Edwards’ favorite airplane is a blue-and-white Piper Super Cub with an oversized 180-horsepower engine that isn’t part of the sale. He’s unsentimental about the rest. Many of his aircraft haven’t flown in years, and the hangars and their contents are constantly subject to the region’s unrelenting wind, heat, and dust.

Tall shelves are piled with seemingly forgotten tools, parts, hardware, and solvents. The airplanes sit just as they were at the conclusion of their last flights, sometimes with headsets on glareshields, long-expired aeronautical charts unfolded on the seats, and empty cups and drink cans in cabins.

An entire hangar is filled with a treasure trove of warbird engines. Two never-used, right- and left-turning Allisons for a P–38 are bolted on stands; dozens of Rolls-Royce Merlins are in various states; and an overhauled Pratt & Whitney R-985 is wrapped in plastic sheeting.

Aircraft aren’t the only motorized vehicles in the hangars. There are cars, too, including a 1964 Corvette, a 1958 Cadillac El Dorado Brougham, an original VW Thing, a police Harley-Davidson motorcycle, and a half-dozen aged mini-bikes

Edwards says he really doesn’t care what happens to the airplanes after they leave—although he assumes that anyone willing to pay premium prices for them likely will restore them to flying condition. But if not, that’s the new owners’ concern, not his.

“If they can afford to buy them, they probably have enough money to restore them,” he said. “If not, they’re better off not even trying.”

Edwards has been exceptionally successful in business, and he attributes his wins to “dumb luck” and being in the right place at the right time. His family’s vast land holdings sit atop huge amounts of oil and natural gas, and new drilling techniques have dramatically increased their output at a time of high commodity prices. Another mineral discovery here, Texas stone, is in demand among high-end home builders. (Edwards is a self-taught stone carver whose grounds are decorated with elaborate stone artwork of his own creation.)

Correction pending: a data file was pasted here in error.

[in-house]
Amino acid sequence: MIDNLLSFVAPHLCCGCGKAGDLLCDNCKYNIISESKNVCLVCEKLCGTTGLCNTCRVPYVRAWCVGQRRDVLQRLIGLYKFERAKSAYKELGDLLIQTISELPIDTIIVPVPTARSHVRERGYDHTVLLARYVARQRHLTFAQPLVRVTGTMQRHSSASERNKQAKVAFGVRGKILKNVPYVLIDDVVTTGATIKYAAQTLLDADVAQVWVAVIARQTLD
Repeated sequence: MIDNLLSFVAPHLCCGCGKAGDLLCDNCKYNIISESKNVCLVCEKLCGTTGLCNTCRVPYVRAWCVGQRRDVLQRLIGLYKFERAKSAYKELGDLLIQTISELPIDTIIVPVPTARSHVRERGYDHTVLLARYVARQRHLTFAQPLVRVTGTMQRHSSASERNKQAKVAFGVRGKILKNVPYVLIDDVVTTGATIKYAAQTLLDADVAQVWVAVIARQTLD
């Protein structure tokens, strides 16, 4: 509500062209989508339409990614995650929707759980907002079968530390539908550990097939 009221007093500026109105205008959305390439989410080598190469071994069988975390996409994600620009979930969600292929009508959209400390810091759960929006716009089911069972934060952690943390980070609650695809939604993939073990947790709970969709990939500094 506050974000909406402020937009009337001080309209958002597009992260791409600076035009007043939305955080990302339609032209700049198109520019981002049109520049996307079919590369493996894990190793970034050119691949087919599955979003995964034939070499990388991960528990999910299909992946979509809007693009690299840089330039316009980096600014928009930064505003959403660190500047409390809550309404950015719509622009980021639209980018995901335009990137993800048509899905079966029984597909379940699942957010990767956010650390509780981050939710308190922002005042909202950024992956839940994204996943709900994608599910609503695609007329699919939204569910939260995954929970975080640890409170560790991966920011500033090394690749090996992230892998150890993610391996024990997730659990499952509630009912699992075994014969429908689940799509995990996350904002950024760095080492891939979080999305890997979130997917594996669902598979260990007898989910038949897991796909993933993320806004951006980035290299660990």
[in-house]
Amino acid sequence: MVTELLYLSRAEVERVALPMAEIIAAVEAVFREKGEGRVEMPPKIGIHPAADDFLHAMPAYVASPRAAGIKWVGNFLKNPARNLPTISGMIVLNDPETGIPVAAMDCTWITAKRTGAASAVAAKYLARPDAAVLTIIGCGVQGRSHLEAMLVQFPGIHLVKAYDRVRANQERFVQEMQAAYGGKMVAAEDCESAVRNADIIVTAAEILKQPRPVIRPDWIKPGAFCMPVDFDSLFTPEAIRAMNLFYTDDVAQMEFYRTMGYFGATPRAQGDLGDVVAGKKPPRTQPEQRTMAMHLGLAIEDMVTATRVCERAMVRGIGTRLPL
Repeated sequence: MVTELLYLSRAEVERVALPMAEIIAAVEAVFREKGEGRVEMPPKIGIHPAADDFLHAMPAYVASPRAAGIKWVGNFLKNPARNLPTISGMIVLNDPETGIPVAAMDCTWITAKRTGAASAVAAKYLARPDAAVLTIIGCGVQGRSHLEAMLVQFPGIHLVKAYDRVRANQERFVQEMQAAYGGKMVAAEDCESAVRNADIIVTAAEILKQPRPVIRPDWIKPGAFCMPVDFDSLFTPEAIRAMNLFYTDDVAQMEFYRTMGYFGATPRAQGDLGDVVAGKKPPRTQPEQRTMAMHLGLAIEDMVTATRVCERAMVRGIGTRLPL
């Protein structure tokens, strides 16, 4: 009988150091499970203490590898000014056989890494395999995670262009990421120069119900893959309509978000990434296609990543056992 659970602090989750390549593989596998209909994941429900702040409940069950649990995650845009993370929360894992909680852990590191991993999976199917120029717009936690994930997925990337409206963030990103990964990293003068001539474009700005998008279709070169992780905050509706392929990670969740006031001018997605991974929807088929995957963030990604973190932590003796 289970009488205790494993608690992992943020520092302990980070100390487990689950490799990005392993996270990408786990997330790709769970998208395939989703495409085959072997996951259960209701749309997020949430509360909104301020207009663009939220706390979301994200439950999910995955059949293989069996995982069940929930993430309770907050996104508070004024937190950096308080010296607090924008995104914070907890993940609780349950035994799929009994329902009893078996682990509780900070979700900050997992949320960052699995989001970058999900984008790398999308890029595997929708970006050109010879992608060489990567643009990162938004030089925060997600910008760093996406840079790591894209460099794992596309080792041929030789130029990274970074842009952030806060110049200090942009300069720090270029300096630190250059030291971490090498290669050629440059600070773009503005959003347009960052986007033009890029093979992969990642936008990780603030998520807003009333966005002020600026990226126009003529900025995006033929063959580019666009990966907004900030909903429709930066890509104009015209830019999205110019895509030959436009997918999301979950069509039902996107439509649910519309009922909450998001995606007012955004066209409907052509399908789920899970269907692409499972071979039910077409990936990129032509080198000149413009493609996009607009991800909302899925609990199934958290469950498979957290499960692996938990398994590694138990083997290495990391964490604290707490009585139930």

A fly-in guest to the Edwards ranch in the late 1970s came to hunt quail and became a family friend. That was Sam Walton, founder of Walmart, and Edwards was an early investor in what became the world’s biggest retail chain.

Edwards once owned more than a dozen P–51 Mustangs, many of them bought from military boneyards. He says he never paid more than $15,000 for a Mustang, and now such aircraft sell for $1.5 million or more.


Edwards has long been a controversial figure in historical aircraft circles, and he is full of contradictions. He’s at once flamboyant and reclusive, worldly and profane.

Terry Adams, a T–6 pilot and restorer who was a close friend of Tex, is preparing Edwards’ exotic aircraft for sale. Adams is a retired Snap-On Tools executive, and he lives in San Antonio and comes to the Edwards ranch for days at a time to help get things inventoried and organized.

While Adams is at the hangar complex, Edwards stops by each morning in a Ford pickup with his dog Hunter, a miniature Australian shepherd, to plan the day’s activities. He swings by in the evenings, too, to barbeque and drink Texas-brewed Shiner Bock beer from long-neck bottles.

Edwards speaks in off-color colloquialisms delivered with a flinty drawl. Something conspicuous, he says, “shines like a ruby in a goat’s ass.” A person of low intelligence “doesn’t have the sense to pour piss out of a boot with directions printed on the heel.”

He’s especially scornful of politicians with Democratic presidents Carter, Clinton, and Obama drawing venomous ridicule, and not-conservative-enough Republicans don’t fare much better. Provocative bumper stickers; torn-out tabloid covers; photocopied political cartoons; and scrawled, handwritten messages are posted on hangar walls and metal lockers.

Edwards can be charming, engaging, and funny when telling stories of the times he spent flying with English, Spanish, and German pilots in Europe filming Battle of Britain. He also is one of the few pilots on the planet who can authoritatively compare the flight characteristics of some of history’s most renowned aircraft.

These Spanish aircraft were painted in German colors for the Battle of Britain movie. They are equipped with Rolls-Royce Merlin engines.